A third view “maintains that personhood begins at birth or shortly thereafter.” This position can be more easily argued as the threshold of personhood. A few points Greasley expresses why includes that birth is a highly visible event, it has “social salience” and is when we begin to “exercise our agency unmediated by another person’s body.”

Greasley also points out how we already often give more value and moral status to a born person. As a hypothetical example, say there are five frozen embryos and one baby in a burning hospital, and you could successfully save the embryos or the baby, not both. If the embryo is a person and has the same moral status as the infant, the five embryo ‘persons’ – five lives over one, should be saved. But what would happen in real life? We’d save the infant.

This idea goes way back in time. Exodus in the Bible does not express that the fetus and a person have equivalent moral value and status. As Melanie Holmes points out in The Female Assumption, “The Bible has passages that refer to the death of a fetus. One specifically differentiates between the loss of a man’s wife from the loss of a fetus; if someone caused the loss of a man’s wife, this was punishable with ‘a life for a life,’ while cause of a miscarriage was punishable with a fine” (Exodus 21:22:25). To Greasley, this seems “to make a very powerful statement about the comparative value of fetal life versus personal life;” the person has greater moral value and status than the fetus.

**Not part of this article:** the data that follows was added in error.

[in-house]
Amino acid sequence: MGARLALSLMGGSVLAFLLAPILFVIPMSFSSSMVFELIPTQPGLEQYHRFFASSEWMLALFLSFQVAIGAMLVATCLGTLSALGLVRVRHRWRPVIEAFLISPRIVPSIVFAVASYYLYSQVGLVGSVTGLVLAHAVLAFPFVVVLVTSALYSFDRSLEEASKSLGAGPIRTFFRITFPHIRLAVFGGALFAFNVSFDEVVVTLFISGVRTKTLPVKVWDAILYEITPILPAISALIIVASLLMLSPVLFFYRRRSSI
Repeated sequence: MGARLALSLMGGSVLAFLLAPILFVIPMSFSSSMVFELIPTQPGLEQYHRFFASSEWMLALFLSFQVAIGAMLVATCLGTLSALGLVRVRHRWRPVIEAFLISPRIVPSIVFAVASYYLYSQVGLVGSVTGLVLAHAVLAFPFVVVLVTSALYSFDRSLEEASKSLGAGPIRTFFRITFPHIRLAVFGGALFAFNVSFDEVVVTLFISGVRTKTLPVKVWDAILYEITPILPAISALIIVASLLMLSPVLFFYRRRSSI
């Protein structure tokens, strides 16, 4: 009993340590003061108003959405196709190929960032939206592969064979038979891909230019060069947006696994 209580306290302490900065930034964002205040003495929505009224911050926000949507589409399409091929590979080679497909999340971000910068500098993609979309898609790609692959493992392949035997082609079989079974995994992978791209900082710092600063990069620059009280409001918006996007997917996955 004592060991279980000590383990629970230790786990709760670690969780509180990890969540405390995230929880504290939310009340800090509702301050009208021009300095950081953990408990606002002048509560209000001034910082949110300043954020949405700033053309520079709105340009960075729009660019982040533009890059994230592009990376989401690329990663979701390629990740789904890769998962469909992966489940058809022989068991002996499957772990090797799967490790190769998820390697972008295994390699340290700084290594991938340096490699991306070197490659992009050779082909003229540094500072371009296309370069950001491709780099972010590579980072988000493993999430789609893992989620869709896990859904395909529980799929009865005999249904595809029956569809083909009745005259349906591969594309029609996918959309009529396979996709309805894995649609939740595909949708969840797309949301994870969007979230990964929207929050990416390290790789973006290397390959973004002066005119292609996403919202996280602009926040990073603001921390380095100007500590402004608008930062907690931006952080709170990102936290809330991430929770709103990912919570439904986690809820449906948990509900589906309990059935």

An Abortion Rights Movement’s Stance to Take

As we may soon be faced with the states having the power to decide, it will be especially important to fight for abortion rights in states that do not have laws yet (e.g., trigger laws) and those that have not made their legal direction clear. To do this more strongly, the abortion rights movement may be wise not to ignore taking a public ethical stance and go head-to-head with the anti-abortion faction on personhood (including how faith-based laws violate the separation of church and state) as part of its framing and messaging, and squarely put it in the spotlight. I’d choose the third position above, specifically: the fetus is an evolving being that has value, and that value increases over the course of the pregnancy, but it becomes a person and holds equal value and moral status to a born person at the time of its own birth.

This position leaves it open for states to decide positions and laws that allow for point(s) at which abortion would not be acceptable, not because it is the point at which the fetus is a person, but that the fetus has reached a level of moral value the citizens of that state believe abortion should not be allowed. It also leaves open the possibility for states to make abortion to be legal at any time during the pregnancy. Overall, this stance means that the answer to the ethical question of whether or when a fetus becomes a person, to both, the abortion rights movement would answer no.